My father was, among other things during his working life, a “finish carpenter,” meaning he did finishing work–interiors, mouldings, trim, all requiring precise measurement and a knowledge of how to work with walls that were not plumb or level and still make the end product look right. I was always impressed by his ability to look at a gap or hole or bolt and tell what size it was down to a 1/16 of an inch. He’d eye the head on a bolt and say, “Three-eighths.” I helped him for years and never knew him to be wrong. He could level a piece, put the level on it and say, “Throw the level away–we don’t need it.” He was that good.
In recent years, when he has been unable to do the carpentry work he excelled at, I asked him how he developed such a keen eye for measurement. Typically modest, he shrugged and said, “I don’t know. Just by doing it, I guess.”
I recently have come to understand how it was done as I am nearing the end of my fence project (ran out of pickets today and have to wait a week for more to come) in which I have been converting our old security fence to a picket fence. (I will post an illustrated guide to doing this next week in case you’d like to know how it’s done). I am not terribly skilled at this sort of thing. I have been working on it in fits and starts since last October, but I have about three more hours’ work and it’ll be done except for the gates, which I deferred until I better knew what I was doing. I have redone some sections four times to get them right. There are so many complexities to erecting a fence, much less a scalloped picket fence. And recently I am finding myself with some of my father’s sense of measurement.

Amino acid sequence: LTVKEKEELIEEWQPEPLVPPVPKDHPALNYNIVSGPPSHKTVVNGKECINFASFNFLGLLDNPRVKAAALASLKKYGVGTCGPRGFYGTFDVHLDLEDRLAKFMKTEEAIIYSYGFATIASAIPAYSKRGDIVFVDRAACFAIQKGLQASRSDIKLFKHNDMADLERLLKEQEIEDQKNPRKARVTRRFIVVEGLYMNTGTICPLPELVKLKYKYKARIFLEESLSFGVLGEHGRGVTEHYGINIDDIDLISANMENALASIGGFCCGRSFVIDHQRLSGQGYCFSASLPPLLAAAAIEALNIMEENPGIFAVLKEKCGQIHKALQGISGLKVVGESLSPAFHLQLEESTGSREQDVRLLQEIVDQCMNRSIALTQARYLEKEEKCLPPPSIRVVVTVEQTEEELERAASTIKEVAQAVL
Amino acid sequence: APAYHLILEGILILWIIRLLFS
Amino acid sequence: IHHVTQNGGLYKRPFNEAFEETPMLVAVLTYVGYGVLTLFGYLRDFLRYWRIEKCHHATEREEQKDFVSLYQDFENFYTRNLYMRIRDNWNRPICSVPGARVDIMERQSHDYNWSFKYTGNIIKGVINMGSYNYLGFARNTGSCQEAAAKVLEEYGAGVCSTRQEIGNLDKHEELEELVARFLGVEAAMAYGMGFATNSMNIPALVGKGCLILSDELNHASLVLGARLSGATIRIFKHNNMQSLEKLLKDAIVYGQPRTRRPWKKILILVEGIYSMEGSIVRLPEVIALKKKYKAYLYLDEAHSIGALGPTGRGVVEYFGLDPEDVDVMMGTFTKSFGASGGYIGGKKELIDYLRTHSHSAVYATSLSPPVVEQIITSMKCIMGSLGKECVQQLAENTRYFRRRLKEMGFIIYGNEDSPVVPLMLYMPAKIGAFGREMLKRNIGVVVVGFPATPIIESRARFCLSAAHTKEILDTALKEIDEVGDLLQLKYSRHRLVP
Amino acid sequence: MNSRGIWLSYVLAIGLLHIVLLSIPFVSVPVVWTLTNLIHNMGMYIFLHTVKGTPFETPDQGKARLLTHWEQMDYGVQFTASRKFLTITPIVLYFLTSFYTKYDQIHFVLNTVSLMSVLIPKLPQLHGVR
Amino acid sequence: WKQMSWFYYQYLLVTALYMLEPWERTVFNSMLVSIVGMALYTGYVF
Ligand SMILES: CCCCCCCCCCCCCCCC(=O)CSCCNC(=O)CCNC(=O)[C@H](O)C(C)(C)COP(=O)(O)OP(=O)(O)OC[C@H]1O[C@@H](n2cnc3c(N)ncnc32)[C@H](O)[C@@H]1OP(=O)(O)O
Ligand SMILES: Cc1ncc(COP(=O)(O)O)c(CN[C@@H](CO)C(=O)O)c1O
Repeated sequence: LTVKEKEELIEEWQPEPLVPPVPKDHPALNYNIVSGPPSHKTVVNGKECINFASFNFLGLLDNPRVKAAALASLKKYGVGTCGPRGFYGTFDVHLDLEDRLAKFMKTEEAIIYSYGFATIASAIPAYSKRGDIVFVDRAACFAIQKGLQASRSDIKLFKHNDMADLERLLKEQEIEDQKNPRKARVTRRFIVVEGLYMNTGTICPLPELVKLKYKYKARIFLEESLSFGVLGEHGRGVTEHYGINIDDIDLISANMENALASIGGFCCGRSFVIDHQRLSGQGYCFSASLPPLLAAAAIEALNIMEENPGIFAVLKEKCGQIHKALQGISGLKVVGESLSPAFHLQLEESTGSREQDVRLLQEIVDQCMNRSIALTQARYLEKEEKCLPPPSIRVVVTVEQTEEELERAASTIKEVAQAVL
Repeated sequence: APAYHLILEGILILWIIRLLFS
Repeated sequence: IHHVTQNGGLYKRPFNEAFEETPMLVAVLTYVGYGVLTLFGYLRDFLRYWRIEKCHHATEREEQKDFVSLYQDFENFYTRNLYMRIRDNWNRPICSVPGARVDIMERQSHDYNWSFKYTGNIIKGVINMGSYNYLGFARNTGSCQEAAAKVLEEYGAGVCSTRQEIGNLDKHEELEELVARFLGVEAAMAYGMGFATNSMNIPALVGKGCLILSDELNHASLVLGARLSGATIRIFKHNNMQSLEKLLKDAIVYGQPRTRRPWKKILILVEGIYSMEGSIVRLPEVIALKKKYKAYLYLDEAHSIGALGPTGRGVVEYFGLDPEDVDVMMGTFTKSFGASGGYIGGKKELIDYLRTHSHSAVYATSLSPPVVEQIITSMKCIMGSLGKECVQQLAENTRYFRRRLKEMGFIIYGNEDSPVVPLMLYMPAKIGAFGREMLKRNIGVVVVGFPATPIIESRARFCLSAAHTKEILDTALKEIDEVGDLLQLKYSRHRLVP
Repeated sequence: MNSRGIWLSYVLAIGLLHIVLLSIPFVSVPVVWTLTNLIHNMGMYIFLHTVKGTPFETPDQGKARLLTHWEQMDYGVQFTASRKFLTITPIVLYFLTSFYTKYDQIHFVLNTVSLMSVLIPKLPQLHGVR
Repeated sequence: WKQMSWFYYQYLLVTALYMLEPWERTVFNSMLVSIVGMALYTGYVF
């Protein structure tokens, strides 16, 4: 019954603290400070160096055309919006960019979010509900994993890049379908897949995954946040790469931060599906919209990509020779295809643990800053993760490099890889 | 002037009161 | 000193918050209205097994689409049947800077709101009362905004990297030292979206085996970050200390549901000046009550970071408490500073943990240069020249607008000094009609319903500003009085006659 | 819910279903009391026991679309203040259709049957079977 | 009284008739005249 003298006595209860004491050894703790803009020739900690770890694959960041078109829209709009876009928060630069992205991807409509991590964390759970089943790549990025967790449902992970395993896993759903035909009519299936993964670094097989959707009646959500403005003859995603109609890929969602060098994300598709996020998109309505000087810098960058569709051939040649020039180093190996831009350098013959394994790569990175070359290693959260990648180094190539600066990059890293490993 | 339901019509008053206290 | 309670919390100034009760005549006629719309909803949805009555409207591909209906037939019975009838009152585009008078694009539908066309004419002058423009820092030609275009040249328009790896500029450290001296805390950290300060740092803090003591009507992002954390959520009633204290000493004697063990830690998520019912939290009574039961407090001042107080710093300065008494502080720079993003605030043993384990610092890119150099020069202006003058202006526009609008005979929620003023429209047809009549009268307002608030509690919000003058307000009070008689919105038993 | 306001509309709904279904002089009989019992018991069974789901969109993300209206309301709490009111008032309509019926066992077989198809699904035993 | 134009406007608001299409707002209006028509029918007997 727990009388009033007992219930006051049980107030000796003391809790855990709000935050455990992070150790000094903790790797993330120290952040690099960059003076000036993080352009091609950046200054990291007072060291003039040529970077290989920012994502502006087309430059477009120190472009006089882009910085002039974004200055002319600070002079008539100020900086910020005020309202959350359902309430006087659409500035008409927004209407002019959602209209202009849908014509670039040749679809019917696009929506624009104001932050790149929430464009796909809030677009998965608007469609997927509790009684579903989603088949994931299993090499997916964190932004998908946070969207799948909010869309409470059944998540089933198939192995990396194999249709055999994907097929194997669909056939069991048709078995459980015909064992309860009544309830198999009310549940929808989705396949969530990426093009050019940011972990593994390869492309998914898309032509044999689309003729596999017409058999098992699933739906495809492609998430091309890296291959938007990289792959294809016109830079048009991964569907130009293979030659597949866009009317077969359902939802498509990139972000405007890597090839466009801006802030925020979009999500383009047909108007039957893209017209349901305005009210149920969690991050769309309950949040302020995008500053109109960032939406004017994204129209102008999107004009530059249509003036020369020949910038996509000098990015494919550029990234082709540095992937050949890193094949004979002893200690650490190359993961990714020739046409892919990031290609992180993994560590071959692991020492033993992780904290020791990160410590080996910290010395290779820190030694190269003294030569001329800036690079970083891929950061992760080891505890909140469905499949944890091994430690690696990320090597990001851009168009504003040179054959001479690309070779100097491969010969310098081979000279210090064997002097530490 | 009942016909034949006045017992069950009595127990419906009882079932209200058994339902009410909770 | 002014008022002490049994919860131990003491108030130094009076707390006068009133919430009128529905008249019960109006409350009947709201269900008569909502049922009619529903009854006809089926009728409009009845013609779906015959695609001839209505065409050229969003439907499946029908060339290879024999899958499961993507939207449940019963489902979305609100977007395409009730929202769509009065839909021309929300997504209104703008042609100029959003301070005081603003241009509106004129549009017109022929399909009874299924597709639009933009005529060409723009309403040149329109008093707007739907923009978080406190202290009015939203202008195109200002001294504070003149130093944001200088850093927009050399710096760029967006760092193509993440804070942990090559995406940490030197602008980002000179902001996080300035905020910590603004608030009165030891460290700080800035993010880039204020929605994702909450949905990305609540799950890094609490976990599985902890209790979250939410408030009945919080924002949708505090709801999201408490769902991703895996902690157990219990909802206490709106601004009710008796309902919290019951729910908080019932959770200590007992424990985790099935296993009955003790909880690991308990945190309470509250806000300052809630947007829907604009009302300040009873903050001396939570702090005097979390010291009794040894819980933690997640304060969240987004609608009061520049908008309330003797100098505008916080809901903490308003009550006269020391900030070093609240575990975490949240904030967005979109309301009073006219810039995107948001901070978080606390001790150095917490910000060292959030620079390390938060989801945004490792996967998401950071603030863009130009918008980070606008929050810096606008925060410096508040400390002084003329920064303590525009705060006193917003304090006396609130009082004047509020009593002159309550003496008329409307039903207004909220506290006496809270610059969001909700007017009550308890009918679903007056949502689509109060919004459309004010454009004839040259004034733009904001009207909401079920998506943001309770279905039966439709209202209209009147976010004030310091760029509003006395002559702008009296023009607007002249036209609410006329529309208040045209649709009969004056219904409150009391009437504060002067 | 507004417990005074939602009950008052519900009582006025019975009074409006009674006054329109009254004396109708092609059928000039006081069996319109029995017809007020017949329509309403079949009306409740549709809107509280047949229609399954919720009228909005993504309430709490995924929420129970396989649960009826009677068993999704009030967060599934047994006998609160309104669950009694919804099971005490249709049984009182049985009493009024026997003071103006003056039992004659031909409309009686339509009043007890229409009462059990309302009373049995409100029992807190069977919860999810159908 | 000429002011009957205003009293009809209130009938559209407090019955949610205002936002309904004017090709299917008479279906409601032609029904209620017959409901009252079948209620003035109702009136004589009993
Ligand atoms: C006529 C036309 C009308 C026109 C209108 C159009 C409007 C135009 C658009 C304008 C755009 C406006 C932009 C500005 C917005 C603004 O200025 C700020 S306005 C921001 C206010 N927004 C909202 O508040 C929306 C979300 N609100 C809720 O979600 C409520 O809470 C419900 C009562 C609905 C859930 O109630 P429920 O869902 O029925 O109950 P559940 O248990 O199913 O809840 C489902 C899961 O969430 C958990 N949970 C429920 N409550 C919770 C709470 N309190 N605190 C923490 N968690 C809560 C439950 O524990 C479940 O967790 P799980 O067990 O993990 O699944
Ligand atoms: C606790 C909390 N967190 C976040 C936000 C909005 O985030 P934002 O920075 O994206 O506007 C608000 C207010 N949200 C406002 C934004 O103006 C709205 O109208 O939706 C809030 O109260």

I mark off the distance between the pickets on the top stringer (horizontal piece that goes between the fence posts to which the pickets are attached). On the last section, which I marked today, I found the pickets did not come out evenly when I used a 1 3/4 inch spacing. To make them fit, I had to gain 2 and 1/2 inches over an eight-foot section of fence. Using higher math, I calculated that the pickets needed to be 1 7/8 inches apart. I started out using my rule to add an eighth of an inch to each width. After about three changes, I thought, I can look at it and mark an eighth of an inch. And I did. Then it occurred to me I was doing, in a small way, what my dad was able to do. Working with the fence had given me the practice to know how to “eyeball” a small measurement.
And so it is with writing. The experience we as writers gain when we read other writers or as we write enables us to have a sense of what is right for what we’re writing. We might prune a descriptive section that is bogging down a story, or we might add some exposition to move the story along. We might not be able to think of the word we want and put a pale substitute so we can keep writing and come back later with the right word. And, just as my fence should, with any luck, be a work of beauty, so can our writings be beautiful, true and excellent. That is my wish for myself, and for all my colleague writers. And that’s how it’s done.